From: Joshua Brown
I was excited when I heard that there would be a Ricker’s opening on 25th Street in Columbus. Ricker’s has earned its stellar reputation for its well-maintained filling stations and inviting convenience stores. But more importantly, Ricker’s is also the finest purveyor of my guiltiest pleasure — a tall, ice-cold blue slushy on a hot summer day.
As construction neared completion, I read that this Ricker’s location was restoring the historic Frisch’s sign that had fallen into disrepair, evidence that they were striving to become a part of our community. It was my pleasure to stop at Ricker’s on opening week for coffee and a doughnut and it lived up to its billing — the location was convenient and the facility was inviting.
However, on my first visit something grabbed my attention — the burrito shop had a beer fridge behind the counter. While this is utterly unremarkable to the vast majority of America, Indiana’s Prohibition-era laws have enforced a monopoly on cold beer sales for liquor stores. Indiana’s alcohol laws are as complex as they arbitrary, rife with conflicts in purpose and implementation, but we will leave the irrationality and inconsistency of Indiana’s system for another letter.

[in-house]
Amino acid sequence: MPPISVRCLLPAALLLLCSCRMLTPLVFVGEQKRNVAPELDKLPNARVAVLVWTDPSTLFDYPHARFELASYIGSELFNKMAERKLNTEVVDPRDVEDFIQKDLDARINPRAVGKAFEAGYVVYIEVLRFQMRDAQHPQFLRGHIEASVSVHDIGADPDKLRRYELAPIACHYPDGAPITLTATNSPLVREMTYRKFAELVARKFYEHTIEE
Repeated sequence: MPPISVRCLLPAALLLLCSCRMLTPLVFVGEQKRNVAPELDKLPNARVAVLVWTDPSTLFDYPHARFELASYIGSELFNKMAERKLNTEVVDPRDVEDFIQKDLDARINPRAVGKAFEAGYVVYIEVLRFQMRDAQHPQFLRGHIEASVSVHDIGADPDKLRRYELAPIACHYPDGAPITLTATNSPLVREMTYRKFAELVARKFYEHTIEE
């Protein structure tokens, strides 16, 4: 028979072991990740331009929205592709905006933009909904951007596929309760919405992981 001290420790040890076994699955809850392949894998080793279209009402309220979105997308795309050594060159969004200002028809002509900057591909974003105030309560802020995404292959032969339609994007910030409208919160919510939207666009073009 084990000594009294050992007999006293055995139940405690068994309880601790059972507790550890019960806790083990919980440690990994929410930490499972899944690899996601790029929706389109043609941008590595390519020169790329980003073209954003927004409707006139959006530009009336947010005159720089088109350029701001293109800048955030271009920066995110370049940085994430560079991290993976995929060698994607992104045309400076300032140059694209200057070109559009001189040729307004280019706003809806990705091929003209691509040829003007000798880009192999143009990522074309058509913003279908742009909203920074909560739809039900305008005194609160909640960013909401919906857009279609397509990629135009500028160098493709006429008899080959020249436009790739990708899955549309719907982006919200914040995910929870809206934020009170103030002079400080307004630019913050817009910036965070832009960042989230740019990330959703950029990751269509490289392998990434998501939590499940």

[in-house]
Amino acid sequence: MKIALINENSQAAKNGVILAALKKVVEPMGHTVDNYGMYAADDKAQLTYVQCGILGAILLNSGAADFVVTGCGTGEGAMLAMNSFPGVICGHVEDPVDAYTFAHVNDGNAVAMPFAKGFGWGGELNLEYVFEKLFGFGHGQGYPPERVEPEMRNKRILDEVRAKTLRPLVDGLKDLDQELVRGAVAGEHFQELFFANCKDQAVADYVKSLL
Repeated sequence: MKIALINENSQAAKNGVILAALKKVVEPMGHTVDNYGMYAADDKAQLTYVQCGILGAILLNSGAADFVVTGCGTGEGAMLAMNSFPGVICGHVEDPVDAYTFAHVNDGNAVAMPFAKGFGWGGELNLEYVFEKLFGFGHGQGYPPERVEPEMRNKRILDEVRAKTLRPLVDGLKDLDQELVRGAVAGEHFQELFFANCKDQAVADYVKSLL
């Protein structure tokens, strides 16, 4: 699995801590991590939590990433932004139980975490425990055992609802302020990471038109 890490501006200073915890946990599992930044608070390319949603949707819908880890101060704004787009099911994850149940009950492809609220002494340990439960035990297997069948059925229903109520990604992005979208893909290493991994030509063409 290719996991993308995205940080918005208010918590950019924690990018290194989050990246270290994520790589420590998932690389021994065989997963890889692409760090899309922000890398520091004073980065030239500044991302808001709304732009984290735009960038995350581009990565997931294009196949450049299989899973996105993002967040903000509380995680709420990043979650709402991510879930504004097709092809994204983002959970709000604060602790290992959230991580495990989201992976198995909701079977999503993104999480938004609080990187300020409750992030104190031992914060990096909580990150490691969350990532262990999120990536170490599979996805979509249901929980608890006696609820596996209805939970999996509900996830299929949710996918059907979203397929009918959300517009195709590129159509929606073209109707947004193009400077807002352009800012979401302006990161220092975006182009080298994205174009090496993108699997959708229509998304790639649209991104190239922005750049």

When lawmakers became aware that Indiana law fully allowed the sale of cold beer in the Ricker’s Burrito restaurant, they didn’t take to the public square to make the case that Ricker’s lawful sales caused any harm. Indiana lawmakers couldn’t defend making Ricker’s sales illegal outright, so instead, they opted to weasel around public opinion and quickly change the regulatory goal posts on Ricker’s.
This was sold as a temporary measure, but now we see that a two-year study commission has just been launched conveniently burying this issue past the next election cycle. Ricker’s will be suffering real damages when its legally obtained liquor license is not renewed and our politicians are taking the easy way out of doing their primary duty of producing sensible legislation. Why do we continue to elect legislators who make it their standard practice to avoid taking responsibility to produce sensible legislation?
I was proud to support Ricker’s and the establishment they’ve brought to my neighborhood this past Sunday as part of the “Drink In” put on by the Libertarian Party. I hope that the attention that was brought to this issue will avert the impending harm that will be done to Ricker’s if the legislature refuses to act to resolve the damages they’ve created.
In response to the Statehouse shirking its responsibility, I have made up my mind to vote against state Rep. Milo Smith, R-Columbus, and state Sen. Greg Walker, R-Columbus, in the next election. I will not reward a legislature or party that hides from responsibility and puts politics before its duty. I hope that when the time comes we will have new candidates willing to be elected to make votes for liberty and not to avoid scrutiny.